The MLS Referee: The Thorn in Toronto FC’s Side

Toronto FC have dropped two games in a row, and it’s no thanks to the referees.

Referees are the focal point around countless leagues in the world and the MLS is no exception. If I were to be asked to think of one word to describe MLS referees this season it would be simple; “Red”. And I’m not talking about our beloved Reds, but rather the prevailing colour with regards to cards shown.

The league is only five weeks in, and there have already been an astounding 16 red cards shown this year and countless other incorrect decisions. Unfortunately for Toronto FC fans, we have been on the receiving end of many of these incorrect and game altering calls. Toronto FC have played four games to date, and three out of four of those games were very arguably negatively influenced by incorrect calls.

It’s not just an issue that’s felt among fans, but analysts and players as well.

In the second game of the season we saw David Villa bring down a ball with his arm and score within the 6-yard box, and in the third game we saw Sporting KC’s Brad Davis take down Justin Morrow in our defensive box and score the game winning goal.

As you can see for yourself, both plays were unquestionably questionable.

And in the fourth game, we witnessed midfielder Benoit Cheyrou accumulate two yellow cards in the span of three minutes, leaving the game with over three quarters still left to play.

Focusing on last weekend’s match against the Colorado Rapids, here is what I have to say. Out of all of the incorrect calls TFC has been victimized by this year, Cheyrou’s sending off was the only game changing call that the referee called correctly. The league has been very, very harsh this year, but the one thing I fear most with league referees is inconsistency.

Here is the first foul.

If I were the referee I would have shown a yellow card in this situation. Cheyrou stomped on the Rapids player’s ankle and was most definitely endangering the opponent, but upon review it is clear that Cheyrou was going for the ball and not the opponent.

With the way the league has been reffed this year, I was very shocked after watching the replay that Cheyrou had not received a straight red for this challenge. The league has been unimaginably strict regarding studs-up challenges, and I believe we should’ve considered ourselves lucky for keeping Cheyrou on for those extra few minutes.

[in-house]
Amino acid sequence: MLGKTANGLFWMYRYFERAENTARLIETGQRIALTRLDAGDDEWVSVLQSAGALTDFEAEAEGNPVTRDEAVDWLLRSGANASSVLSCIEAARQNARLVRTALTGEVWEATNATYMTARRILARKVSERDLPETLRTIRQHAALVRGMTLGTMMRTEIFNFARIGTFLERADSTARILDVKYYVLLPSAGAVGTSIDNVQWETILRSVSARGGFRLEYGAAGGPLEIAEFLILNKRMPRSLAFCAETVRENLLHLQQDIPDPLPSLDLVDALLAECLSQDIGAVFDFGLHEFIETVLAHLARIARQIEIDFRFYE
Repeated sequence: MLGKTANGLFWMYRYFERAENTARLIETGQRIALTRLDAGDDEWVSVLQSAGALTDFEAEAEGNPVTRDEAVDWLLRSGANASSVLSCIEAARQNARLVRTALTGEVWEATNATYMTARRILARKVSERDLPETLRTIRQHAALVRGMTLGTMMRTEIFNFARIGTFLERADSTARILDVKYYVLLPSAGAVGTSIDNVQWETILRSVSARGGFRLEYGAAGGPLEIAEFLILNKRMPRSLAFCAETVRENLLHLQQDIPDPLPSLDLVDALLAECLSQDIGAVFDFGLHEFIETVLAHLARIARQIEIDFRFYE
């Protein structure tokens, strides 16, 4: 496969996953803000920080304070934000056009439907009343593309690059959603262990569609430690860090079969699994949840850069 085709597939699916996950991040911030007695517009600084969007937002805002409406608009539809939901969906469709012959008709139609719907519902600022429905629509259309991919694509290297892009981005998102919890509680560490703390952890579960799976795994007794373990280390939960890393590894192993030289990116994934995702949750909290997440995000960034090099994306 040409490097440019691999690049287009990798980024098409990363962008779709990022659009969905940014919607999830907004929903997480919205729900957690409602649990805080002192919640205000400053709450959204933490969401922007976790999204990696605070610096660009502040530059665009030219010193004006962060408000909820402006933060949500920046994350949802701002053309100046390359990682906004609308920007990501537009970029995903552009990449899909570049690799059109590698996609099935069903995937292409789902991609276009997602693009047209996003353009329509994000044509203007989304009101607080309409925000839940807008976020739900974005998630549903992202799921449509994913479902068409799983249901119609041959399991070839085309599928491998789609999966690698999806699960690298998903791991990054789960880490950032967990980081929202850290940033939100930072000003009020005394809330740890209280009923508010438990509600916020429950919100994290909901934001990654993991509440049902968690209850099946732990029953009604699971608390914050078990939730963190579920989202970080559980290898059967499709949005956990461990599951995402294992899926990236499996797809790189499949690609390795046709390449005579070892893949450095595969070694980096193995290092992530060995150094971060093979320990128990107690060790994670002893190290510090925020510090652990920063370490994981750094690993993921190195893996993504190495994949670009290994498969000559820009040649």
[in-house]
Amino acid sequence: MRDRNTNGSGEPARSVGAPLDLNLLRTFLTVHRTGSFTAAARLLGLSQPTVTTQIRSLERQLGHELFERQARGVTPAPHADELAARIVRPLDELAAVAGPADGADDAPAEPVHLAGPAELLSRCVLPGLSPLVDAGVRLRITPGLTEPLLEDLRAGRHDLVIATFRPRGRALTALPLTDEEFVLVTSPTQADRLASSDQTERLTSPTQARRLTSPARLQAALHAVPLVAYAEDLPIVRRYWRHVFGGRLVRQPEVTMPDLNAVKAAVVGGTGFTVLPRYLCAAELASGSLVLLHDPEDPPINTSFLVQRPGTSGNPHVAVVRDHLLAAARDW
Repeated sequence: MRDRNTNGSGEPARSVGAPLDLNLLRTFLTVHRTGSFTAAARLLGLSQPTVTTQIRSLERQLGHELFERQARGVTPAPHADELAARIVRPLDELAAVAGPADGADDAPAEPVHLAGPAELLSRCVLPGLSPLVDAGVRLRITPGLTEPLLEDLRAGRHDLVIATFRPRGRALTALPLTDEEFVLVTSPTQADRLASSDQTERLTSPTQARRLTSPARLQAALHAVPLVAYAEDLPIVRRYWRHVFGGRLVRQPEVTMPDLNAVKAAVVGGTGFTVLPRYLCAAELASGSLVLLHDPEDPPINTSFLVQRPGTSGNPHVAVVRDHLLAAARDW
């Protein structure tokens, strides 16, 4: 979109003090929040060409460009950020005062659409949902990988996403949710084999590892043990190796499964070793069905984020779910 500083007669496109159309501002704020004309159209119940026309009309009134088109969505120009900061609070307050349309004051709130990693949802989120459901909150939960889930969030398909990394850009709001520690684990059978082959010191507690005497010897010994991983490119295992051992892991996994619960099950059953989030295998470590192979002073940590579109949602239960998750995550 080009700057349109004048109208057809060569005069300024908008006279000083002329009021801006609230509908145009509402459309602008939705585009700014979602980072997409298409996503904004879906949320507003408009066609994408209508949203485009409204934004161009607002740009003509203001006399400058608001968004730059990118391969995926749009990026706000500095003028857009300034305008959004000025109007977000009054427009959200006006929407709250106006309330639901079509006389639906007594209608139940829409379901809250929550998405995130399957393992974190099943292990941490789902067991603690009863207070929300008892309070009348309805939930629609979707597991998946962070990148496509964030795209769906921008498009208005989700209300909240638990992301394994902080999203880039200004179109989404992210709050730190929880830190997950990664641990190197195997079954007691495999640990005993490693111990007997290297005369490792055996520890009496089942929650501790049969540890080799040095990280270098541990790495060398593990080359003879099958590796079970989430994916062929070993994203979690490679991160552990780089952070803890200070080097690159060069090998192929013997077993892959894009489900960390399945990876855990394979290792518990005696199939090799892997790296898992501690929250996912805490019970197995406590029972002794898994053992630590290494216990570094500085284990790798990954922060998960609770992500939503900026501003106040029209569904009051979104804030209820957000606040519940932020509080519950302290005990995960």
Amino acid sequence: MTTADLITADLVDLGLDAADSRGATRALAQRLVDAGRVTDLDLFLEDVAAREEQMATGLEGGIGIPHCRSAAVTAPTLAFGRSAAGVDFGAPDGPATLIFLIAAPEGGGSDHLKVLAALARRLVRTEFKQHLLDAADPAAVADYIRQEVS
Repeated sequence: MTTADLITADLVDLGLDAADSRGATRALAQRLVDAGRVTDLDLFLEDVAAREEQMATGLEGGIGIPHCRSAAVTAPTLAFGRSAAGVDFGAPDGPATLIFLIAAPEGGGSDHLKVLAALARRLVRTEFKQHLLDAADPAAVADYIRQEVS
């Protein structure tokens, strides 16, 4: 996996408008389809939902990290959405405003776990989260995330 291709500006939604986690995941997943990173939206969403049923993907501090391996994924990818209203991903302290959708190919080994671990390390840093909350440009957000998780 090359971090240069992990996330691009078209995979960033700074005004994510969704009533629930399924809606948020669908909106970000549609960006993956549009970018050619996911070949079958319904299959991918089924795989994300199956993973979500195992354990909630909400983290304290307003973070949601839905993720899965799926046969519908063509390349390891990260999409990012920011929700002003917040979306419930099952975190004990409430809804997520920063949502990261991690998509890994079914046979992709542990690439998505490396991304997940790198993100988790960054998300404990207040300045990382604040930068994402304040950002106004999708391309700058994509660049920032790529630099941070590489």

Onto the second challenge.

I understand why the referee gave Cheyrou a second yellow. I however, do not agree with it. While there was an elbow to the face, I feel as if there was nowhere near enough evidence of intent to give a yellow, yet alone a second yellow. A stern talking to is what should have been merited.

This brings up another point – refs have to know the difference between a yellow and a second yellow. In the laws of the game, yes they are the same. But you’d think that referees would want to let the players play if a sending off is not necessarily warranted.

Because of this, it dumbfounds me even more that Cheyrou was handed a second yellow. There was little to no tension between the players, and once again it was crystal clear that Cheyrou was not intending to harm any opponents. Then again, it’s very likely that this was a makeup call given that Cheyrou’s first challenge warranted a straight red.

With the inconsistency professional referees have shown this year, there must be something done. If the league wants to ref the game as close as possible to what it says in the FIFA handbook, then by all means do so. But, you should expect to see an average of 2 red cards a game. Either ref within the box or outside. If they continue to ref between the lines, big changes will have to come, and soon.

Let’s hope for some better fortune as Toronto FC takes on the Revs this weekend in Foxborough, Massachusetts. If they insist on making incorrect calls, at least let let them go our way for once!